In Sweat at the Unicorn, Rust Belt anxiety amid the 2000s collapse of American manufacturing
If you were to distill some of the most powerful forces behind the 2016 election — the death of manufacturing, the systematic dismantling of union power, the pivot to immigrant scapegoats, the twinned rise of legitimate economic anxiety and garden-variety racism — and pack them into a single play, you might end up with something a little like Sweat by Lynn Nottage, now playing on the Unicorn Theatre’s Levin Stage.
Nottage’s script, which won the 2017 Pulitzer Prize for Drama, traces national political feuds to their local origins. The bulk of the play takes place in a townie bar in Reading, Pennsylvania, where workers from Olstead’s steel mill meet to unwind and brush the dust off their shoes at the end of a long day (the lived-in set, by Gene Friedman, is so realistic that I wanted to slide onto a barstool myself).
At the start of the play, the workers are optimistic. A cushy management position has just opened up at Olstead’s, and lifelong employees and friends Tracey (Jan Rogge), Cynthia (Cecilia Ananya), and Jessie (Vanessa A. Davis) are convinced it’ll go to one of them.
But when Cynthia is promoted, the camaraderie curdles. Tracey not-so-subtly suggests that Cynthia (who’s black) was an affirmative action hire. Jessie’s too soused to play a reliable peacemaker (Davis has a note-perfect read on slurred speech and loose limbs — harder than it looks). And the bartender, Stan (Greg Butell) doesn’t know how to cut the women off in any meaningful sense.
At the same time, a new generation of workers is preparing to follow in their parents’ footsteps. Both Tracey’s son, Jason (Matthew J. Lindblom), and Cynthia’s son, Chris (Teddy Trice), have big dreams for their careers at Olstead’s — pensions, early retirement, a condo in Myrtle Beach. But when Olstead’s forces a contract renegotiation and locks out the union workers, those dreams dry up.
Sweat jumps back and forth between two critical time periods — 2001 (just before 9/11) and 2008 (just before the collapse of Lehman Brothers). Without giving too much away, it’s safe to say that those intervening years weren’t kind to the manufacturing industry. As financial conditions worsen, the friendship between Chris (who’s black) and Jason (who’s white) fractures along somewhat predictable lines.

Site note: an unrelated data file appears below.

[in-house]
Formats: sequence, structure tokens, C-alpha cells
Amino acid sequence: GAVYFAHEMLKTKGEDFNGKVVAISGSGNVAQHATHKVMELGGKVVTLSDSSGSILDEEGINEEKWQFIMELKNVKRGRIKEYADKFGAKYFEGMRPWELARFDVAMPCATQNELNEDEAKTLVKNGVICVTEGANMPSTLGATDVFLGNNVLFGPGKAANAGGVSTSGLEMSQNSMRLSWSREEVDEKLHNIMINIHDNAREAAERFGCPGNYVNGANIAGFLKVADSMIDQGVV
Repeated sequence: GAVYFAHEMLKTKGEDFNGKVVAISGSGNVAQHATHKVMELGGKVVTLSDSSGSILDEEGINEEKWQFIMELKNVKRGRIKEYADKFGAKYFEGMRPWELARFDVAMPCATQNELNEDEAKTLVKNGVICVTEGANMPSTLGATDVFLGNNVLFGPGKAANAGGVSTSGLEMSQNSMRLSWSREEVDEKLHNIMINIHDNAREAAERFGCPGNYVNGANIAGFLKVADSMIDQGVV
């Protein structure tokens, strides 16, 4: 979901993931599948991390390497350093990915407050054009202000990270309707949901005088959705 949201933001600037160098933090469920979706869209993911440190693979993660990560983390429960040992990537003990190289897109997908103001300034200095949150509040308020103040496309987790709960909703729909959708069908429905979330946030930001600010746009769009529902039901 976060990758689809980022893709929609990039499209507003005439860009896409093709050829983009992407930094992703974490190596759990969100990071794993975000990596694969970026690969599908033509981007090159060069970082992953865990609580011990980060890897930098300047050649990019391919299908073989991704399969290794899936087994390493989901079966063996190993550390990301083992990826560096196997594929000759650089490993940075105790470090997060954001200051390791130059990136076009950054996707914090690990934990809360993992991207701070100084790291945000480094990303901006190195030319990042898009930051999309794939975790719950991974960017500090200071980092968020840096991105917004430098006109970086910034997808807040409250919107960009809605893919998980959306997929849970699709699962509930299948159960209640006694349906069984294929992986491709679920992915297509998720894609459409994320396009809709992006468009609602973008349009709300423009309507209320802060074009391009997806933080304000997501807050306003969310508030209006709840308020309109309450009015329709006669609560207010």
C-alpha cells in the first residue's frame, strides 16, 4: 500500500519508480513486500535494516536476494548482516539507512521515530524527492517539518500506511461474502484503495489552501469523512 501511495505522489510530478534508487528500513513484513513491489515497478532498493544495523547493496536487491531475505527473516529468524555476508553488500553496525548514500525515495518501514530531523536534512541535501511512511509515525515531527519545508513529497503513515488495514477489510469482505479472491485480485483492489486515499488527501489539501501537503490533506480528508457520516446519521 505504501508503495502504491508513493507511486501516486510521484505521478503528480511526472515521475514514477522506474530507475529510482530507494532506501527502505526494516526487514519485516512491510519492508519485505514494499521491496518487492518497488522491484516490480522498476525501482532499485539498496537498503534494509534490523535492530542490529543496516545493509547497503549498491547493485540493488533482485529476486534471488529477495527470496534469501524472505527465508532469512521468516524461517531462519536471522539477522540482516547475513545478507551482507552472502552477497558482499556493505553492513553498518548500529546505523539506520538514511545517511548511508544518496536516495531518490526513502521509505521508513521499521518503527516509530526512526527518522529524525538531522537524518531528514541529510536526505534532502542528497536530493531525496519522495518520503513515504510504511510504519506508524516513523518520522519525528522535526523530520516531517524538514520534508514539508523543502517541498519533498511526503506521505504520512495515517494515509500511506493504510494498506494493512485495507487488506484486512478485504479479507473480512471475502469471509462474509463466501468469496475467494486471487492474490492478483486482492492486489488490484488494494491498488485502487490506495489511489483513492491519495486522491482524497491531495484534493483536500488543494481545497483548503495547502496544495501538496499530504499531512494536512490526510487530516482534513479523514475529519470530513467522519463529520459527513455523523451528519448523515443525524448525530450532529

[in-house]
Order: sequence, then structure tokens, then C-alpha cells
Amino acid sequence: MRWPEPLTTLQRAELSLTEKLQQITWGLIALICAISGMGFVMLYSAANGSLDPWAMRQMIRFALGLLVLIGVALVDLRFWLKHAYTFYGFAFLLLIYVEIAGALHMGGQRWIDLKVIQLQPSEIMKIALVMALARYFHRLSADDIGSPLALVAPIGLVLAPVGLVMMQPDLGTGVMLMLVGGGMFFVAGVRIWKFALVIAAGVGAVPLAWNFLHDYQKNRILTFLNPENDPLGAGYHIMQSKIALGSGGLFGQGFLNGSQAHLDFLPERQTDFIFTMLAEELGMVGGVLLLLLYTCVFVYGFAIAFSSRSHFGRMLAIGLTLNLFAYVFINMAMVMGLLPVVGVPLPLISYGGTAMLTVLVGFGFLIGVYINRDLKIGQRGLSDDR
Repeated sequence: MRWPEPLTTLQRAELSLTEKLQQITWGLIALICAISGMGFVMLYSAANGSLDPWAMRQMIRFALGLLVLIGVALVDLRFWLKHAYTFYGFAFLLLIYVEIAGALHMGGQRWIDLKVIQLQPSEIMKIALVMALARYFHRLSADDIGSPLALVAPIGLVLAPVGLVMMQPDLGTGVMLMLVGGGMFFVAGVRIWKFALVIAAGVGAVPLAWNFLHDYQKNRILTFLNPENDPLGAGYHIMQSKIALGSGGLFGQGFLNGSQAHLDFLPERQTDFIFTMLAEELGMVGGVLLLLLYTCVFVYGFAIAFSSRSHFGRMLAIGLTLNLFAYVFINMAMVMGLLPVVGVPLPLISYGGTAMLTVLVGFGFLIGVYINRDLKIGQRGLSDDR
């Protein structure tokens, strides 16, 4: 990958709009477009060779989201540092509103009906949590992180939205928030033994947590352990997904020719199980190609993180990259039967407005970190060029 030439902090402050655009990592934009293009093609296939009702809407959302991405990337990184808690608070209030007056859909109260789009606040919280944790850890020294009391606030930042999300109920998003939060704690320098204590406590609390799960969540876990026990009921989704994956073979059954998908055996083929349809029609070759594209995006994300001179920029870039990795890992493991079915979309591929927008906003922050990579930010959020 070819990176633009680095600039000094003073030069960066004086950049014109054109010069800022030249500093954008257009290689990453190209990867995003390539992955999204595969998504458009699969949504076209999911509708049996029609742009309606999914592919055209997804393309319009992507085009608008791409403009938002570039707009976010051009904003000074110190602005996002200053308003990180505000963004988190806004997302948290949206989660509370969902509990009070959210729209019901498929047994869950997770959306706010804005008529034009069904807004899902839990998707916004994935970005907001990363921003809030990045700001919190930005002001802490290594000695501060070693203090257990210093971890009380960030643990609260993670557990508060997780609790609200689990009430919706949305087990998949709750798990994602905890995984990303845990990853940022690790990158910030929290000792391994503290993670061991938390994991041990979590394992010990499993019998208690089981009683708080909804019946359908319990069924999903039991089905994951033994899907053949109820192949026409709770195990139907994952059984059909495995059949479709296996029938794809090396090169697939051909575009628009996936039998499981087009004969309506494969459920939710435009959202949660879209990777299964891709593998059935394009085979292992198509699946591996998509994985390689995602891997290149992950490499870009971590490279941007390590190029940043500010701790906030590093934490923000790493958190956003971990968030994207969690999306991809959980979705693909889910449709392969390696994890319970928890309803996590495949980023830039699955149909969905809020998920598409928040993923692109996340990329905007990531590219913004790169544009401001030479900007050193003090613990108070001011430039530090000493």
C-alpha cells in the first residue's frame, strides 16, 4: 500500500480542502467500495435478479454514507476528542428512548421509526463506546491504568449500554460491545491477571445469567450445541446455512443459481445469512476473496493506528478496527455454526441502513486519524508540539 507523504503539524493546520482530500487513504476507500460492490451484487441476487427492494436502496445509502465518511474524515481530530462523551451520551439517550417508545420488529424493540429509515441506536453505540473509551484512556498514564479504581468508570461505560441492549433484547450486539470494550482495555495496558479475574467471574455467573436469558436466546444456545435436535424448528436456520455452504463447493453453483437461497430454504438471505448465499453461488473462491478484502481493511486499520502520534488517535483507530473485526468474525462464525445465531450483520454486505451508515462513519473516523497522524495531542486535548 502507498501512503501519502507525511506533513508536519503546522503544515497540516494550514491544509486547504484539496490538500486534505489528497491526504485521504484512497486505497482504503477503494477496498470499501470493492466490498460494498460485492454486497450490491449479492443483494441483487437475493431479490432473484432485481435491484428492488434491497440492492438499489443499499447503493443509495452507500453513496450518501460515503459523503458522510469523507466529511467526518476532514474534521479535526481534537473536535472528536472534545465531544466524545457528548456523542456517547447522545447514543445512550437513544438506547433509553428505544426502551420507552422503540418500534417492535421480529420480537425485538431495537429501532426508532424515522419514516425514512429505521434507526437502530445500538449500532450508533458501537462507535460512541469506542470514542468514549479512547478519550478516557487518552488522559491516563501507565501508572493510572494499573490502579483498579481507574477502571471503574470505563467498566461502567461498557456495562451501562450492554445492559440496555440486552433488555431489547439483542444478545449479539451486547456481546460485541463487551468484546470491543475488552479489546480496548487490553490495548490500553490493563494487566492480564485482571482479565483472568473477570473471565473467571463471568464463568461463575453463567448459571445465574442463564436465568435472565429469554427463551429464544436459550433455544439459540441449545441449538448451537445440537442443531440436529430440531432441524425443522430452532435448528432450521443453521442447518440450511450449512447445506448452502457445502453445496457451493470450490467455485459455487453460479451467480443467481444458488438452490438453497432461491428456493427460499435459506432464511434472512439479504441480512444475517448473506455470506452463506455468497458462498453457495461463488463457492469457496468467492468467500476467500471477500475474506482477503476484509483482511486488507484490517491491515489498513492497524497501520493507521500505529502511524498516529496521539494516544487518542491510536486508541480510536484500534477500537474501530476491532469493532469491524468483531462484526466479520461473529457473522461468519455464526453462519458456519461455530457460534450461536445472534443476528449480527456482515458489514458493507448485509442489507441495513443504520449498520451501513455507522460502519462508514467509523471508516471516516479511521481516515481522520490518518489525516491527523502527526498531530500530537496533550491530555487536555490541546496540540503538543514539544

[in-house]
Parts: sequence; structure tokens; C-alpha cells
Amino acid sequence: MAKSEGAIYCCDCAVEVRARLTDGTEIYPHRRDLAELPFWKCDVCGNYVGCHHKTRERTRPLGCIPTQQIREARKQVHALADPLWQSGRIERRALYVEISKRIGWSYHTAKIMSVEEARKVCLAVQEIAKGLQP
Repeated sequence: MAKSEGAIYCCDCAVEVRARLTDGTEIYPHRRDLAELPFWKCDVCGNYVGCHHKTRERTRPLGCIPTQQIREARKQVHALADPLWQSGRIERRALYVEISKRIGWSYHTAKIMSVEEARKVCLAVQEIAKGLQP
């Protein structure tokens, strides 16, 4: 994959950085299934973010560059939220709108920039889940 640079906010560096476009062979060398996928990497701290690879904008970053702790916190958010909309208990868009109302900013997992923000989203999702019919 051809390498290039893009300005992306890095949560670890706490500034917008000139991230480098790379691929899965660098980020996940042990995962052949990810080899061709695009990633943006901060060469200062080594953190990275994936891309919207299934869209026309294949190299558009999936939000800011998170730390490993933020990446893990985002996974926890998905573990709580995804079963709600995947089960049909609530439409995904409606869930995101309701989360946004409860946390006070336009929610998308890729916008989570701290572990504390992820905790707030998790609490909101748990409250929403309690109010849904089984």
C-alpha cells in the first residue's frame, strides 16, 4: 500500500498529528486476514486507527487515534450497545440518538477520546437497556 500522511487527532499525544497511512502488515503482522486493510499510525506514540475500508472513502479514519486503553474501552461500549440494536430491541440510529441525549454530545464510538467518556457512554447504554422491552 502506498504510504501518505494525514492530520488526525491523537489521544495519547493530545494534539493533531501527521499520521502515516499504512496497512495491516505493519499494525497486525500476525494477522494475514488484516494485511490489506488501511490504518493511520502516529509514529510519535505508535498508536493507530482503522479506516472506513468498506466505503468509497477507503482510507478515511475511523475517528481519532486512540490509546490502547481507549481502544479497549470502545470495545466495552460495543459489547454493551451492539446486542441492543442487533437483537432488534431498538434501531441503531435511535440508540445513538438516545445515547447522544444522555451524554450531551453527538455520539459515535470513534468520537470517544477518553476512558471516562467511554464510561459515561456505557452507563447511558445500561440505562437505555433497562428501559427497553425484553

Director Ian R. Crawford and costume designer Arwen White keep a hefty cast of characters distinct. White’s costumes are factory-distressed and thoroughly expressive of character (including a masterfully jingoistic “Free Bird” tee for Lindblom). And Crawford steers an exceptional cast to new heights. Lewis J. Morrow gives the standout performance as Brucie, Cynthia’s estranged husband and Chris’s well-intentioned but volatile father. Morrow’s performance is rich with subtle physical details and expressions that seem to flit subconsciously across his features.
I’ve always been impressed by Lindblom’s commitment as an actor, but as Jason, he also demonstrates preternatural control. Rogge likewise exceeds already high expectations in her portrayal of Tracey; she burns with laser-focused conviction. While both Tracey and Jason do and say terrible things over the course of the play, neither actor loses their grip on empathy or stoops to patronizing mustache-twirling.
Still, there’s something to admire in every performance. Justin Barron makes an outsized contribution in a small role as Oscar, a Colombian barback who crosses the picket line to pursue a higher wage. And Butell makes a series of aphorisms sound natural as Stan.
Stan is, in some ways, the prototypical fictional bartender, doling out wisdom and synthesizing the play’s themes at every turn. (“Nostalgia is a disease,” he says at one point. Also: “We’re meant to pick up and go when the well runs dry.”) But through Stan, Nottage also offers a realistic representation of the fatalistic attitude some Rust Belt workers adopted in response to their dwindling economic prospects (and dwindling position in the social hierarchy). “I decided a month ago that I’m not voting,” Stan says late in the play. “Cuz no matter what lever I pull, it will lead to disappointment.”
The script covers a lot of sociopolitical ground, but never feels plodding or didactic. Nottage is one of a few playwrights working today who knows when to quit writing. Every scene splinters at its high point, leaving no room to deflate tension or lose momentum from one scene to the next. At times, she might end a scene too early. But she never ends one too late.
She also knows how to close a play. Although the tension builds to a shocking act of violence, Sweat ends on a note that feels neither pessimistic nor naïve. The result is a thoroughly engrossing, nuanced look at how we got here — and what we sacrificed along the way.
Through November 11 at the Unicorn Theatre, Levin Stage
3828 Main St